First, let's look at the fundamental properties of matter:
- mass - This is what we perceive as weight although weight is actually a derived unit of force (that is, mass times the acceleration of gravity = weight). Basic SI units of mass are grams (g).
- length - Pretty self-explanatory. The basic SI unit of length is the meter (m).
- Some others include temperature, charge, and spin (for subatomic particles).
From these fundamental units can be derived many other units. For example, length can be used to derive area (square meters, square centimeters, etc) or volume (cubic meters, cubic centimeters, liters, milliliters, etc).
Density is another derived property. It is a measure of the mass per unit volume. Density relates volume and mass. If you know any two of them, you can always calculate the third because D = m/V.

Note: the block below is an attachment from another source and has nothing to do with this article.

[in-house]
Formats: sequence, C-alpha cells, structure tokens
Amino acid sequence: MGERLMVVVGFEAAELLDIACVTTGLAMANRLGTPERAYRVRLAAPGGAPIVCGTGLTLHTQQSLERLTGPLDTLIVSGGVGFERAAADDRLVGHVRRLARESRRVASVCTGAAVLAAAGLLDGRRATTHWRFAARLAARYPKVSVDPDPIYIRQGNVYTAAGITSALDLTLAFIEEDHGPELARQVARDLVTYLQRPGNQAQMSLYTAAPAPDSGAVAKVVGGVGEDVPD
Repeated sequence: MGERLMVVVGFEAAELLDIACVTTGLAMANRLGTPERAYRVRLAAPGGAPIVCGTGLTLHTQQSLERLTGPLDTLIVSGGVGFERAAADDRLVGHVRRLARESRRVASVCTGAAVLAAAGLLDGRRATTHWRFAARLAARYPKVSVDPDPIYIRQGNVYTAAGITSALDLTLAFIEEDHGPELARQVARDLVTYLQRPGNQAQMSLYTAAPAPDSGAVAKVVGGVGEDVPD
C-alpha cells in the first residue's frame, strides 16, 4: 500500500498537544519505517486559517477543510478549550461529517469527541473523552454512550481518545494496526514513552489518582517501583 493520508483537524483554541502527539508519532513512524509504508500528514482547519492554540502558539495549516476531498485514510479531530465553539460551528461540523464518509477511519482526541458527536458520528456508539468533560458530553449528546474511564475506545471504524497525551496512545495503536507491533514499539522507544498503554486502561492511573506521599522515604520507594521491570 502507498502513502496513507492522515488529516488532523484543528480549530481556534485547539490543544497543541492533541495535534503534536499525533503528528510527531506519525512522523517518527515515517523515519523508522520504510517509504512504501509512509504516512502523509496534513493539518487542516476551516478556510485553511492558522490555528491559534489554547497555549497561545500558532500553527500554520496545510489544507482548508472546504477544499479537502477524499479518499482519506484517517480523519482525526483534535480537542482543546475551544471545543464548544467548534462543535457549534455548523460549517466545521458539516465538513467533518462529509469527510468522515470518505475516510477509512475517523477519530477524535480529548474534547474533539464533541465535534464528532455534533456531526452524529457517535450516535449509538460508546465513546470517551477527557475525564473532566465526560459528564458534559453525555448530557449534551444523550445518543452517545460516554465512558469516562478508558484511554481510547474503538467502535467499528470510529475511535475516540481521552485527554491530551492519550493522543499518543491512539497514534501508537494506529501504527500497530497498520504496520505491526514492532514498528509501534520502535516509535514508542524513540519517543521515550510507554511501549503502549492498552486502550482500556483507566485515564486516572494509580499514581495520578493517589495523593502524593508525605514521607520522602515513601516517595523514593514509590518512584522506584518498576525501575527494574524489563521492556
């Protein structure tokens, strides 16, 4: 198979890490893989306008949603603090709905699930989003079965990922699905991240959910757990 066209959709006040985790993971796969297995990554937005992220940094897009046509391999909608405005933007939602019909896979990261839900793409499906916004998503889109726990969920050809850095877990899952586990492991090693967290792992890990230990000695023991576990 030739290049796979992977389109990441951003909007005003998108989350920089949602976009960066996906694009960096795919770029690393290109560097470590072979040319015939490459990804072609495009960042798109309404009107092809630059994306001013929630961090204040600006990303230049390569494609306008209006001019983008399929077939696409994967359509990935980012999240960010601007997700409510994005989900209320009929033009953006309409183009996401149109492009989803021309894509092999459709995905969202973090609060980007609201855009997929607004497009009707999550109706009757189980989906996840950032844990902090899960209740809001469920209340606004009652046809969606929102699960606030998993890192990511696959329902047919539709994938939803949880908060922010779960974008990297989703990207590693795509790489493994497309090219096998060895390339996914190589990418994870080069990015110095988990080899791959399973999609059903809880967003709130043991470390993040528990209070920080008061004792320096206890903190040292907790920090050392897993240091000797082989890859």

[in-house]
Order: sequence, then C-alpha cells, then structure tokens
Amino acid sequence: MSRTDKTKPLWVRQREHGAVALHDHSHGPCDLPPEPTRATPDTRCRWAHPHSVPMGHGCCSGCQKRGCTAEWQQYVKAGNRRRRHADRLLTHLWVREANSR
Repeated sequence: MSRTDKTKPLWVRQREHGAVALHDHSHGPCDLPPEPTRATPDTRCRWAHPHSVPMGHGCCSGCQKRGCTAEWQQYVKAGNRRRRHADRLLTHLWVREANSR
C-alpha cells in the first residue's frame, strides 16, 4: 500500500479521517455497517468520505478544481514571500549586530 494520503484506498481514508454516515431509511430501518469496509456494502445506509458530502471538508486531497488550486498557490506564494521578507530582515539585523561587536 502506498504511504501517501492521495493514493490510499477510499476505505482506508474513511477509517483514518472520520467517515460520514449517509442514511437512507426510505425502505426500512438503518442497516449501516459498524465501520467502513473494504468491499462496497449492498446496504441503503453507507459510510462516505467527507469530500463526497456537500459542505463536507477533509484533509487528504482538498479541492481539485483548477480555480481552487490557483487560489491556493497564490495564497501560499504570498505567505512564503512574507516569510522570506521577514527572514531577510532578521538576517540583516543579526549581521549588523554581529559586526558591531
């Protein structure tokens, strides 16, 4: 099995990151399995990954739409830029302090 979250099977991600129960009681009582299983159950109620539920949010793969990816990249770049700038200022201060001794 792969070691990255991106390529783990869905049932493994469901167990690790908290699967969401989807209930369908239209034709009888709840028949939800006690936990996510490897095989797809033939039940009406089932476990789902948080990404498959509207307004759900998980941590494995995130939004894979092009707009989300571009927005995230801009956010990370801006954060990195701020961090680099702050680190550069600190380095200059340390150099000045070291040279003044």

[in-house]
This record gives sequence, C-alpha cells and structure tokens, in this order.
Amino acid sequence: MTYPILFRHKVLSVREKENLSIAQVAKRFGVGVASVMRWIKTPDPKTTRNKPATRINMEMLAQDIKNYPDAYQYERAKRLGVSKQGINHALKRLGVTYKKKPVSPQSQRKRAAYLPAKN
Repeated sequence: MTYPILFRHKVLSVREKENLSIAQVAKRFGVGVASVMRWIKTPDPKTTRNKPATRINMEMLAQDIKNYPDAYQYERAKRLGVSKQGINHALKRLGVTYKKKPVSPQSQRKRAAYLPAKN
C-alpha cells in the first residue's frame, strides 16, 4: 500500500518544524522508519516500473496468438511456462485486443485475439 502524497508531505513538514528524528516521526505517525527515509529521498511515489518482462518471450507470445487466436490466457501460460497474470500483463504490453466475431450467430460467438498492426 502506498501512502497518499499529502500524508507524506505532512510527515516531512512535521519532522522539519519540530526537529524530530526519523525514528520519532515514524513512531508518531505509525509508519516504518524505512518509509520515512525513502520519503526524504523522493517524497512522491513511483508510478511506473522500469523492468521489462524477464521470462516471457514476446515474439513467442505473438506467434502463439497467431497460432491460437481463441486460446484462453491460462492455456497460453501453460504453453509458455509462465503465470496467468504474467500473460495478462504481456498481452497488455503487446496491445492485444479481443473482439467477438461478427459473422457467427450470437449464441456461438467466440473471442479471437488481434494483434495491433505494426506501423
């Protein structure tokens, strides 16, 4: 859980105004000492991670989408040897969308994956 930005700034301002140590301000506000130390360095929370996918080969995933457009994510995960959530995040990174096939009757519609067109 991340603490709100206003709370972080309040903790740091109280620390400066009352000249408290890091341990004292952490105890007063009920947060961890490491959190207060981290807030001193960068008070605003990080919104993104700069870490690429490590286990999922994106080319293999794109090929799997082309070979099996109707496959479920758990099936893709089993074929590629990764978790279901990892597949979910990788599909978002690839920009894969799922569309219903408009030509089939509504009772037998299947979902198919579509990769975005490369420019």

In your case, you're given the density (0.67 g/ml) and the volume (18 gal) and are asked to calculate the weight in kilograms (which is, strictly speaking, a unit of mass but we'll just let it stand as is).
- Convert your given volume units (gallons) to units consistent with your given density (ml). 18 gal x 3785.4 ml/gal = 68137.2 ml
- Solve equation D=m/V for mass: m = D x V
- Substitute numerical values into #2: (0.67 g/ml x 68137.2 ml = 45651.9 g)
- Convert the answer in #3 from grams to kilograms: 45651.9 g x (1 kg/1000 g) = 46 kg (using 2 sig fig since volume was given to 2 sig fig)
(Strictly speaking, what we've calculated is the mass of the gasoline. Its weight would actually be found by multiplying that mass by the acceleration of gravity. Unfortunately, many people outside of the physics world get pretty sloppy with the mass / weight distinction.)